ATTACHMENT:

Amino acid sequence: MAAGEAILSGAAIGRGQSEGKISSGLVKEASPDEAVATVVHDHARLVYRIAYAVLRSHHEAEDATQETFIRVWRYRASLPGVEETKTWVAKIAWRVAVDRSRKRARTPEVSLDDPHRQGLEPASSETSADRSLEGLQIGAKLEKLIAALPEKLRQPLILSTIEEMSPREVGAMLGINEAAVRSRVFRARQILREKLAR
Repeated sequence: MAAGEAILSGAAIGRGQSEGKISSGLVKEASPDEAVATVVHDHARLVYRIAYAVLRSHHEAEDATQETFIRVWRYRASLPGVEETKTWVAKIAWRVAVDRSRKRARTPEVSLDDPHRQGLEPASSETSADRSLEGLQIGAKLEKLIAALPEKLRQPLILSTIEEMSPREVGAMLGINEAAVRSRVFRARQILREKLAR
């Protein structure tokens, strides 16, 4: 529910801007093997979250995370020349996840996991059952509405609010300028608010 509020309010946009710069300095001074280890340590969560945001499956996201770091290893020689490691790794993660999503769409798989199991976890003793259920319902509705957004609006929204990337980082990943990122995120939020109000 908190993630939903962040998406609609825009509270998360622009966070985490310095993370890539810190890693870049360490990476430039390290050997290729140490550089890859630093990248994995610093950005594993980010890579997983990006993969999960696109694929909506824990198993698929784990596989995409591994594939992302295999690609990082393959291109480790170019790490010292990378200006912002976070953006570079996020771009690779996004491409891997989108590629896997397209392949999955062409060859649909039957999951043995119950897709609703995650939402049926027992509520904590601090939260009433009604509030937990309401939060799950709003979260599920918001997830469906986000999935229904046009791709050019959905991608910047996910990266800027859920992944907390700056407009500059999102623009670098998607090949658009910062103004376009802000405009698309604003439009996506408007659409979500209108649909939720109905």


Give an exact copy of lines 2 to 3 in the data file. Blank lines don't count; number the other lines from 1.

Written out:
Repeated sequence: MAAGEAILSGAAIGRGQSEGKISSGLVKEASPDEAVATVVHDHARLVYRIAYAVLRSHHEAEDATQETFIRVWRYRASLPGVEETKTWVAKIAWRVAVDRSRKRARTPEVSLDDPHRQGLEPASSETSADRSLEGLQIGAKLEKLIAALPEKLRQPLILSTIEEMSPREVGAMLGINEAAVRSRVFRARQILREKLAR
């Protein structure tokens, strides 16, 4: 529910801007093997979250995370020349996840996991059952509405609010300028608010 509020309010946009710069300095001074280890340590969560945001499956996201770091290893020689490691790794993660999503769409798989199991976890003793259920319902509705957004609006929204990337980082990943990122995120939020109000 908190993630939903962040998406609609825009509270998360622009966070985490310095993370890539810190890693870049360490990476430039390290050997290729140490550089890859630093990248994995610093950005594993980010890579997983990006993969999960696109694929909506824990198993698929784990596989995409591994594939992302295999690609990082393959291109480790170019790490010292990378200006912002976070953006570079996020771009690779996004491409891997989108590629896997397209392949999955062409060859649909039957999951043995119950897709609703995650939402049926027992509520904590601090939260009433009604509030937990309401939060799950709003979260599920918001997830469906986000999935229904046009791709050019959905991608910047996910990266800027859920992944907390700056407009500059999102623009670098998607090949658009910062103004376009802000405009698309604003439009996506408007659409979500209108649909939720109905």